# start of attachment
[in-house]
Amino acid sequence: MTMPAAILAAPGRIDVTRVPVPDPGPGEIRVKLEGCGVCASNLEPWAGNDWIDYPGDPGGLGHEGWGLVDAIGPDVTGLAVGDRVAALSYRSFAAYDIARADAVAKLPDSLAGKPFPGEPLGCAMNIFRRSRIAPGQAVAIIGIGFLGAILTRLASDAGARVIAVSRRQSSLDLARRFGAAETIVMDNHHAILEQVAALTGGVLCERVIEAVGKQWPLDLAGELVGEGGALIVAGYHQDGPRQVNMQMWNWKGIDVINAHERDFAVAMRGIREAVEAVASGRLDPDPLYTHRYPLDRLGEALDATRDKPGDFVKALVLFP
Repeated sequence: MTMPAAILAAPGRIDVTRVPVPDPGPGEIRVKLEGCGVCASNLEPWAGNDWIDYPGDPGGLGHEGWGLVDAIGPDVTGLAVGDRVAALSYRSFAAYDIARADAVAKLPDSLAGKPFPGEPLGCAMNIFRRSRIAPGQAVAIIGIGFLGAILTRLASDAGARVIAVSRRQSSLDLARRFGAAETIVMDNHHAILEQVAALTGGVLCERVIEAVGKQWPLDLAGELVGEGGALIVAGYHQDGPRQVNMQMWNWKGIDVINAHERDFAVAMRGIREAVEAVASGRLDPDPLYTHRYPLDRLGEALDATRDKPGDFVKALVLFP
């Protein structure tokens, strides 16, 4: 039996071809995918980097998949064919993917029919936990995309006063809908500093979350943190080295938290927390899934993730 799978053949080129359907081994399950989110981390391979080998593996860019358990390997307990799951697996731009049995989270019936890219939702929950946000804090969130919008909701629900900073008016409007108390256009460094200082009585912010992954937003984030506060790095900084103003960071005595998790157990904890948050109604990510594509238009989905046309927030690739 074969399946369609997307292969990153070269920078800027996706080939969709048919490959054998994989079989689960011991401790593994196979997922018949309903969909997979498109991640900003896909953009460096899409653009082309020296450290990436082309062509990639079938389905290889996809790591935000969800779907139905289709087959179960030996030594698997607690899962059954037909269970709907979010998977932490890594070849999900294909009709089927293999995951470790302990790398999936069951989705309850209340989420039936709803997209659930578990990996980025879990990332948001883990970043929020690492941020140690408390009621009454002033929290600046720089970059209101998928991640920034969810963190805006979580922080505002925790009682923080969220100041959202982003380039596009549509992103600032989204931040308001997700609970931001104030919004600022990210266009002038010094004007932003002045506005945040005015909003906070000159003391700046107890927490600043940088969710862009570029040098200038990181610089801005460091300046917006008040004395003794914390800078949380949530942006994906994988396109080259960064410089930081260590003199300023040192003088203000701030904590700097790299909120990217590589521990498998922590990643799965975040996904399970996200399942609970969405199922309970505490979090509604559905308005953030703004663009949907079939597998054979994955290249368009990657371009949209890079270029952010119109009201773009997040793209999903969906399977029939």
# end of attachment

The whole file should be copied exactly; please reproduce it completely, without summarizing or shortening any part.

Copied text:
[in-house]
Amino acid sequence: MTMPAAILAAPGRIDVTRVPVPDPGPGEIRVKLEGCGVCASNLEPWAGNDWIDYPGDPGGLGHEGWGLVDAIGPDVTGLAVGDRVAALSYRSFAAYDIARADAVAKLPDSLAGKPFPGEPLGCAMNIFRRSRIAPGQAVAIIGIGFLGAILTRLASDAGARVIAVSRRQSSLDLARRFGAAETIVMDNHHAILEQVAALTGGVLCERVIEAVGKQWPLDLAGELVGEGGALIVAGYHQDGPRQVNMQMWNWKGIDVINAHERDFAVAMRGIREAVEAVASGRLDPDPLYTHRYPLDRLGEALDATRDKPGDFVKALVLFP
Repeated sequence: MTMPAAILAAPGRIDVTRVPVPDPGPGEIRVKLEGCGVCASNLEPWAGNDWIDYPGDPGGLGHEGWGLVDAIGPDVTGLAVGDRVAALSYRSFAAYDIARADAVAKLPDSLAGKPFPGEPLGCAMNIFRRSRIAPGQAVAIIGIGFLGAILTRLASDAGARVIAVSRRQSSLDLARRFGAAETIVMDNHHAILEQVAALTGGVLCERVIEAVGKQWPLDLAGELVGEGGALIVAGYHQDGPRQVNMQMWNWKGIDVINAHERDFAVAMRGIREAVEAVASGRLDPDPLYTHRYPLDRLGEALDATRDKPGDFVKALVLFP
């Protein structure tokens, strides 16, 4: 039996071809995918980097998949064919993917029919936990995309006063809908500093979350943190080295938290927390899934993730 799978053949080129359907081994399950989110981390391979080998593996860019358990390997307990799951697996731009049995989270019936890219939702929950946000804090969130919008909701629900900073008016409007108390256009460094200082009585912010992954937003984030506060790095900084103003960071005595998790157990904890948050109604990510594509238009989905046309927030690739 074969399946369609997307292969990153070269920078800027996706080939969709048919490959054998994989079989689960011991401790593994196979997922018949309903969909997979498109991640900003896909953009460096899409653009082309020296450290990436082309062509990639079938389905290889996809790591935000969800779907139905289709087959179960030996030594698997607690899962059954037909269970709907979010998977932490890594070849999900294909009709089927293999995951470790302990790398999936069951989705309850209340989420039936709803997209659930578990990996980025879990990332948001883990970043929020690492941020140690408390009621009454002033929290600046720089970059209101998928991640920034969810963190805006979580922080505002925790009682923080969220100041959202982003380039596009549509992103600032989204931040308001997700609970931001104030919004600022990210266009002038010094004007932003002045506005945040005015909003906070000159003391700046107890927490600043940088969710862009570029040098200038990181610089801005460091300046917006008040004395003794914390800078949380949530942006994906994988396109080259960064410089930081260590003199300023040192003088203000701030904590700097790299909120990217590589521990498998922590990643799965975040996904399970996200399942609970969405199922309970505490979090509604559905308005953030703004663009949907079939597998054979994955290249368009990657371009949209890079270029952010119109009201773009997040793209999903969906399977029939």